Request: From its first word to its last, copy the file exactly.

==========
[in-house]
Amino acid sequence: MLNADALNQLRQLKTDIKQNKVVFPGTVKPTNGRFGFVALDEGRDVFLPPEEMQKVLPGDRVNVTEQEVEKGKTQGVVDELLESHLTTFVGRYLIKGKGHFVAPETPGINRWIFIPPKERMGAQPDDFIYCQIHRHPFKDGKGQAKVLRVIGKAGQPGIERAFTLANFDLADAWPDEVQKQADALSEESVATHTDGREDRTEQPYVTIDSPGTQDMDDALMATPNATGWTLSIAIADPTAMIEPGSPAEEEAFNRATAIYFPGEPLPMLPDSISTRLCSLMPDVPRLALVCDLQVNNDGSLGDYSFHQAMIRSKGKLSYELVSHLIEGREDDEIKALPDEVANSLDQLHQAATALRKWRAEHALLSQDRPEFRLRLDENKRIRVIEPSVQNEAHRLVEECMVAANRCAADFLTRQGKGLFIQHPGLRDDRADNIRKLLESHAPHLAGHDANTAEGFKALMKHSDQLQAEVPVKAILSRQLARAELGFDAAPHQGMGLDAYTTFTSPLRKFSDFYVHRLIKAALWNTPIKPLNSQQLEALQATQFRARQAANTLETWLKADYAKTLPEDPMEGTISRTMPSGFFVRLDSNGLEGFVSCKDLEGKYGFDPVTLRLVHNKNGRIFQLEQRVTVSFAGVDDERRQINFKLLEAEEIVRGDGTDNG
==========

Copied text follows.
[in-house]
Amino acid sequence: MLNADALNQLRQLKTDIKQNKVVFPGTVKPTNGRFGFVALDEGRDVFLPPEEMQKVLPGDRVNVTEQEVEKGKTQGVVDELLESHLTTFVGRYLIKGKGHFVAPETPGINRWIFIPPKERMGAQPDDFIYCQIHRHPFKDGKGQAKVLRVIGKAGQPGIERAFTLANFDLADAWPDEVQKQADALSEESVATHTDGREDRTEQPYVTIDSPGTQDMDDALMATPNATGWTLSIAIADPTAMIEPGSPAEEEAFNRATAIYFPGEPLPMLPDSISTRLCSLMPDVPRLALVCDLQVNNDGSLGDYSFHQAMIRSKGKLSYELVSHLIEGREDDEIKALPDEVANSLDQLHQAATALRKWRAEHALLSQDRPEFRLRLDENKRIRVIEPSVQNEAHRLVEECMVAANRCAADFLTRQGKGLFIQHPGLRDDRADNIRKLLESHAPHLAGHDANTAEGFKALMKHSDQLQAEVPVKAILSRQLARAELGFDAAPHQGMGLDAYTTFTSPLRKFSDFYVHRLIKAALWNTPIKPLNSQQLEALQATQFRARQAANTLETWLKADYAKTLPEDPMEGTISRTMPSGFFVRLDSNGLEGFVSCKDLEGKYGFDPVTLRLVHNKNGRIFQLEQRVTVSFAGVDDERRQINFKLLEAEEIVRGDGTDNG